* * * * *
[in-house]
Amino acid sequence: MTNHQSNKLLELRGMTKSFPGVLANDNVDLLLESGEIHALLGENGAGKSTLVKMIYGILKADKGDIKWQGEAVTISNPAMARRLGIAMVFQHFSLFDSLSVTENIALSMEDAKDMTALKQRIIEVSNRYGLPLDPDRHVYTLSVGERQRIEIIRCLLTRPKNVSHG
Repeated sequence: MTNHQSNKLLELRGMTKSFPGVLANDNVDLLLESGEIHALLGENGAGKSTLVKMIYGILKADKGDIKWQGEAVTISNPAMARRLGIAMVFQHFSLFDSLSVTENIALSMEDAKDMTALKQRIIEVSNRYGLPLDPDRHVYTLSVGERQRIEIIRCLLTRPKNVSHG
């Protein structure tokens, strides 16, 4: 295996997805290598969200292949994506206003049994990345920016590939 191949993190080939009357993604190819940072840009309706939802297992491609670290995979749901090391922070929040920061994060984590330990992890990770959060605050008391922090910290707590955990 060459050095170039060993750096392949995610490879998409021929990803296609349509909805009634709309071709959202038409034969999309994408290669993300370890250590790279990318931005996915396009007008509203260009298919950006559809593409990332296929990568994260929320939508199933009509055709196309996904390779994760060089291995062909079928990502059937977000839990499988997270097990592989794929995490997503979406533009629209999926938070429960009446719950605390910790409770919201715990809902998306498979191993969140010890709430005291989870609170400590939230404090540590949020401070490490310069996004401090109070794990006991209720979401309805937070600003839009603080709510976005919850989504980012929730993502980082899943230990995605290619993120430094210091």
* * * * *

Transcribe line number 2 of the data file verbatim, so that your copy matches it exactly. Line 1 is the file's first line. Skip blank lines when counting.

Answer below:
Amino acid sequence: MTNHQSNKLLELRGMTKSFPGVLANDNVDLLLESGEIHALLGENGAGKSTLVKMIYGILKADKGDIKWQGEAVTISNPAMARRLGIAMVFQHFSLFDSLSVTENIALSMEDAKDMTALKQRIIEVSNRYGLPLDPDRHVYTLSVGERQRIEIIRCLLTRPKNVSHG